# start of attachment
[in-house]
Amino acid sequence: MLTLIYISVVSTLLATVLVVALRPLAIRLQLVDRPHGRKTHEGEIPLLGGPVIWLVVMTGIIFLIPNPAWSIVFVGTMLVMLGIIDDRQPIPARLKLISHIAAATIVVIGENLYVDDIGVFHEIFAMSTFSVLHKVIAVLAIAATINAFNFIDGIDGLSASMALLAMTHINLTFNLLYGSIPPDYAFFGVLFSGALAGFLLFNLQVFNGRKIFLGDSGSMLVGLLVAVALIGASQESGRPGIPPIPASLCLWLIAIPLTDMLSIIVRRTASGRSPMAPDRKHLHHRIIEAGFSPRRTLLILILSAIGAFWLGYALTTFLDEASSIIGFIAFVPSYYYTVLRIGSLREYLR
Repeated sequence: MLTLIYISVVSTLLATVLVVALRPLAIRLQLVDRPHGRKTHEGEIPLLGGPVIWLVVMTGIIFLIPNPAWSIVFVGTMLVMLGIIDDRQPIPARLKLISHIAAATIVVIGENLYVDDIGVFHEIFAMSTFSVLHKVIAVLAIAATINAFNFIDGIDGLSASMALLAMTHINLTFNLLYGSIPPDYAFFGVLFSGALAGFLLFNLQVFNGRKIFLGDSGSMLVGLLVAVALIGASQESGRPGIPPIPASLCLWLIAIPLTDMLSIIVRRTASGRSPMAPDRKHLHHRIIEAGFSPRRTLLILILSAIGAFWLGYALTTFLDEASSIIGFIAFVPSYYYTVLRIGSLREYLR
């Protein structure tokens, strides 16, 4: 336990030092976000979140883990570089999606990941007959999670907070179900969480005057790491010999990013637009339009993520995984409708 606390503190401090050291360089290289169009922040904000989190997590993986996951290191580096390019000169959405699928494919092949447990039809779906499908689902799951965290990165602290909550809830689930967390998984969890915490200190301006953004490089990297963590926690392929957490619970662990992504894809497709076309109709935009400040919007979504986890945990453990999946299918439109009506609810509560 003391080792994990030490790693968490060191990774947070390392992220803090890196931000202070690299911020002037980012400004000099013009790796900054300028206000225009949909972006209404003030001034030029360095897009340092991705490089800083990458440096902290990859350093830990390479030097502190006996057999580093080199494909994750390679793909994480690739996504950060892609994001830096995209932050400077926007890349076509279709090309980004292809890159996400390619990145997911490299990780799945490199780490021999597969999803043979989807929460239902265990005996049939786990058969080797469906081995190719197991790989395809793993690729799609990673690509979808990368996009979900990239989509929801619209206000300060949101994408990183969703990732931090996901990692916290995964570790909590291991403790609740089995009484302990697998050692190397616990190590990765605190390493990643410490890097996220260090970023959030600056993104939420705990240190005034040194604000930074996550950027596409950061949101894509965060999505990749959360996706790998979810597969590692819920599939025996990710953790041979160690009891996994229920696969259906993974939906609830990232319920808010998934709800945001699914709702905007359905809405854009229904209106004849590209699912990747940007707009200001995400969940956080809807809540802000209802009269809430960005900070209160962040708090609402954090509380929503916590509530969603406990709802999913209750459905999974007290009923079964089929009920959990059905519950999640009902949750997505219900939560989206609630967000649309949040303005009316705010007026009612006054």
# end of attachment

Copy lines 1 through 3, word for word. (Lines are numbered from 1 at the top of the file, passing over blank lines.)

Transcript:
[in-house]
Amino acid sequence: MLTLIYISVVSTLLATVLVVALRPLAIRLQLVDRPHGRKTHEGEIPLLGGPVIWLVVMTGIIFLIPNPAWSIVFVGTMLVMLGIIDDRQPIPARLKLISHIAAATIVVIGENLYVDDIGVFHEIFAMSTFSVLHKVIAVLAIAATINAFNFIDGIDGLSASMALLAMTHINLTFNLLYGSIPPDYAFFGVLFSGALAGFLLFNLQVFNGRKIFLGDSGSMLVGLLVAVALIGASQESGRPGIPPIPASLCLWLIAIPLTDMLSIIVRRTASGRSPMAPDRKHLHHRIIEAGFSPRRTLLILILSAIGAFWLGYALTTFLDEASSIIGFIAFVPSYYYTVLRIGSLREYLR
Repeated sequence: MLTLIYISVVSTLLATVLVVALRPLAIRLQLVDRPHGRKTHEGEIPLLGGPVIWLVVMTGIIFLIPNPAWSIVFVGTMLVMLGIIDDRQPIPARLKLISHIAAATIVVIGENLYVDDIGVFHEIFAMSTFSVLHKVIAVLAIAATINAFNFIDGIDGLSASMALLAMTHINLTFNLLYGSIPPDYAFFGVLFSGALAGFLLFNLQVFNGRKIFLGDSGSMLVGLLVAVALIGASQESGRPGIPPIPASLCLWLIAIPLTDMLSIIVRRTASGRSPMAPDRKHLHHRIIEAGFSPRRTLLILILSAIGAFWLGYALTTFLDEASSIIGFIAFVPSYYYTVLRIGSLREYLR